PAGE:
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Coach's Corner Lesson 3

Click here for Lesson 1, Lesson 2, Coach's Corner

This week the Coach’s Corner and the Forum are combined as one of our Sunday Trap League (STL) members asked a very good question that leads into a natural segue into both areas of discussion.  The question was “How do you shoot targets in the wind?”   Since we appear to have a great amount of our shooting time in the wind I thought the answer might surprise you.

You should use the exact same technique that you would use when shooting in the most favorable weather you can imagine.  The fundamentals never change, you should be aware of your hold point and have the gun in that general area, and when you can clearly see the target emerge from the trap house and have established the line of flight the target then, and only then, you can quickly (and very smoothly) feed the end of the barrel into the target and smoke the bird.  Any other technique will involve ‘thinking’ and thus you are not concentrating on the target with visual concentration necessary.  Remember the mantra “Look at the bird, Look at the bird, Look at the STUPID Bird!”   You can think as much as you want, but when it is time to say “Pull” your focus must be visual (pun intended!)

What happens to most shooters in the wind is they begin to change their hold points “in hopes to hit more targets!”  These random changes in techniques are seldom helpful because they are not following the rule about “gun control.”  The change that should be tried is adjusting your hold point to give you a smooth movement of the gun directly to the target.   The Wind is really more of a mental distraction and all of the helpful shooting tips given to you by others are usually a much greater mental distraction.  Mental distractions like wind, your bills, job, etc. must be put out of your mind and the focus of your attention  brought back to seeing the target, establishing the line of the target and then move the gun smoothly to the target. Visual input is the master that controls the coordination of any eye-hand coordination situation and it is a very complex operation; however  any thinking or mental input that did not originate from visual input  will interfere in a negative way.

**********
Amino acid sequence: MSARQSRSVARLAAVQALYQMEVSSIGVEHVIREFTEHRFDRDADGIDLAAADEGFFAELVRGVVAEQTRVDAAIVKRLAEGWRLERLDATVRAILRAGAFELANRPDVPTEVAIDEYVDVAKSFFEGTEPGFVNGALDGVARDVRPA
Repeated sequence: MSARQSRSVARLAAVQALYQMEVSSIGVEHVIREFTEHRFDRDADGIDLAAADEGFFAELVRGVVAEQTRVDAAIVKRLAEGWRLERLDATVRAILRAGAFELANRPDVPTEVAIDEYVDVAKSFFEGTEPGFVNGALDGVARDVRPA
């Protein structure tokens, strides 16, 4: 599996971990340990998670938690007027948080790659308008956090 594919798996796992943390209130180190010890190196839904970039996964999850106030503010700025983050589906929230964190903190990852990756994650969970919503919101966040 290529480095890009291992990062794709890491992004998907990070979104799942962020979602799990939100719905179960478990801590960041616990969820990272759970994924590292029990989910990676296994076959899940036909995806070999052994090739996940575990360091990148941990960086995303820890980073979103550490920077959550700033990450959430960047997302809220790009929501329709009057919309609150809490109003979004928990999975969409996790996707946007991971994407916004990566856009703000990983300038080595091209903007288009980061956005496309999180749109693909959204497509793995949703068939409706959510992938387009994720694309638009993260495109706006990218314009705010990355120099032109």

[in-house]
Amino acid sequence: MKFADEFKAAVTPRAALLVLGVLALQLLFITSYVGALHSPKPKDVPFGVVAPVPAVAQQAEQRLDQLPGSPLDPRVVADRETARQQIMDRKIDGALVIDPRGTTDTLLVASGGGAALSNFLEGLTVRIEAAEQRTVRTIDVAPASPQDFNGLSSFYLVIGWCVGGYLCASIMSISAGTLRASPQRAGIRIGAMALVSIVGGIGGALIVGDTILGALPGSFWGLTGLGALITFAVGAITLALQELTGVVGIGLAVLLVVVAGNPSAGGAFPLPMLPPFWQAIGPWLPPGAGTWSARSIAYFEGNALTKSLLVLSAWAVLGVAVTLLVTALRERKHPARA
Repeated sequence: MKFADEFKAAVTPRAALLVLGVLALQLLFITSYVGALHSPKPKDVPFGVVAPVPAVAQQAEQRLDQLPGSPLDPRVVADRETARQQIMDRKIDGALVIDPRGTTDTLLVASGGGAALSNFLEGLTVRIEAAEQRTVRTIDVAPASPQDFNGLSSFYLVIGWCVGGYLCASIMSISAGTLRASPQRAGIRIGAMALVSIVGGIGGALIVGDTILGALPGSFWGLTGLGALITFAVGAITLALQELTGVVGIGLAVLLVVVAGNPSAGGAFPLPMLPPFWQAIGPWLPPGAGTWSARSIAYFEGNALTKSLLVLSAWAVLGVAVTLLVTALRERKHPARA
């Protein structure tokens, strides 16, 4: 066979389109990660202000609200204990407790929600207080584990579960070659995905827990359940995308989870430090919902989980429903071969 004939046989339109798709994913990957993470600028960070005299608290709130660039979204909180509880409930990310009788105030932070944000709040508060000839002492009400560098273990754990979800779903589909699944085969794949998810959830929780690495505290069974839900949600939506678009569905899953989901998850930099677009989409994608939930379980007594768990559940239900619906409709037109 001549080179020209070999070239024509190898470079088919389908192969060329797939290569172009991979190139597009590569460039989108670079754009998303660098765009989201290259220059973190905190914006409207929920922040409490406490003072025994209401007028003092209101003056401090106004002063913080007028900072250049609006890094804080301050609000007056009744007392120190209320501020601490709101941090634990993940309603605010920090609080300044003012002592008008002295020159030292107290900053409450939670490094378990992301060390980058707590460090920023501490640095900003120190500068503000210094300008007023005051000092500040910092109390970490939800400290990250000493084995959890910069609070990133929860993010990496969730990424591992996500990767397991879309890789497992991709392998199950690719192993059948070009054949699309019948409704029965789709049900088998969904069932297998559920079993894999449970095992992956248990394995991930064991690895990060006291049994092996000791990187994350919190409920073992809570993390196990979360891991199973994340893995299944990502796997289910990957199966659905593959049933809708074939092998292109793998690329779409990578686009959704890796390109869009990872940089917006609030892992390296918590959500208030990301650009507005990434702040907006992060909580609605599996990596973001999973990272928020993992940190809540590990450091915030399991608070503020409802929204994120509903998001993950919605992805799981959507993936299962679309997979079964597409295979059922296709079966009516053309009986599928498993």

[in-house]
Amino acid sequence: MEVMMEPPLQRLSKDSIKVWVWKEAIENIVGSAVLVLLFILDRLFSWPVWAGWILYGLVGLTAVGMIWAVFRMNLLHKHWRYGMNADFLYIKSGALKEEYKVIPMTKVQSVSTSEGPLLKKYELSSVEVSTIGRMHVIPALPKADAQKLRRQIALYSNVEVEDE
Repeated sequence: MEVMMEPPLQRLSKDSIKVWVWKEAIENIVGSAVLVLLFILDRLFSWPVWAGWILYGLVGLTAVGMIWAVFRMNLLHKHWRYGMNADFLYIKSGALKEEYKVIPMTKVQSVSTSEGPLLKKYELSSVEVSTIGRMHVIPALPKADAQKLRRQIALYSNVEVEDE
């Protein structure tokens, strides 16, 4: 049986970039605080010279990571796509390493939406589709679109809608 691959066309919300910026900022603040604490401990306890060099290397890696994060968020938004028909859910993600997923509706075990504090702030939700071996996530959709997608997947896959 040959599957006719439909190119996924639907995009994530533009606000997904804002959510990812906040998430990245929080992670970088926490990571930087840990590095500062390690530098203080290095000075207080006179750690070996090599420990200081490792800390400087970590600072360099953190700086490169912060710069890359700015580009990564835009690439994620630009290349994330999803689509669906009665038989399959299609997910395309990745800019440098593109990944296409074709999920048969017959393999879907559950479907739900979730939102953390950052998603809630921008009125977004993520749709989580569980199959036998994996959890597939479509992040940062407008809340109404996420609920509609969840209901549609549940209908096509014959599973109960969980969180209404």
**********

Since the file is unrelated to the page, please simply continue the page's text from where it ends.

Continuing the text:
When you are focused on the fundamental elements described above you will not have to be concerned with the wind, rain or other distractions.  You will begin to really become intensely focused on the action and find your eyes locked on the target.

The hold point for your initial set up should be in a general area where you know that you can see the target when it emerges and can move the gun smoothly onto the target with out feeling rushed, surprised or guessing the line.  If the wind is blowing fairly stiff or hard you either need to move your hold point higher over the house or deeper into the house depending on where you feel it gives you the “most gun control” for your style of shooting.   There is no perfect style for you or a perfect hold point; however  it should be a ‘work in progress’ every time you call for the target.  You should see the target clearly, see the line and begin to move the gun smoothly into the target and fire.  The barrel should stay perfectly still until you have seen the line of the target and then it should move with the target just as if you were connected to the target.  When you do this correctly you will feel like the gun ‘just appeared and went BANG with almost no effort on your part.’

The effect of the wind is two fold, the killer is the psychological aspect and the more subtle hindrance comes from lack of experience shooting in conditions when others stay home.   Shooting in less than desirable conditions really can help you focus and refine your game.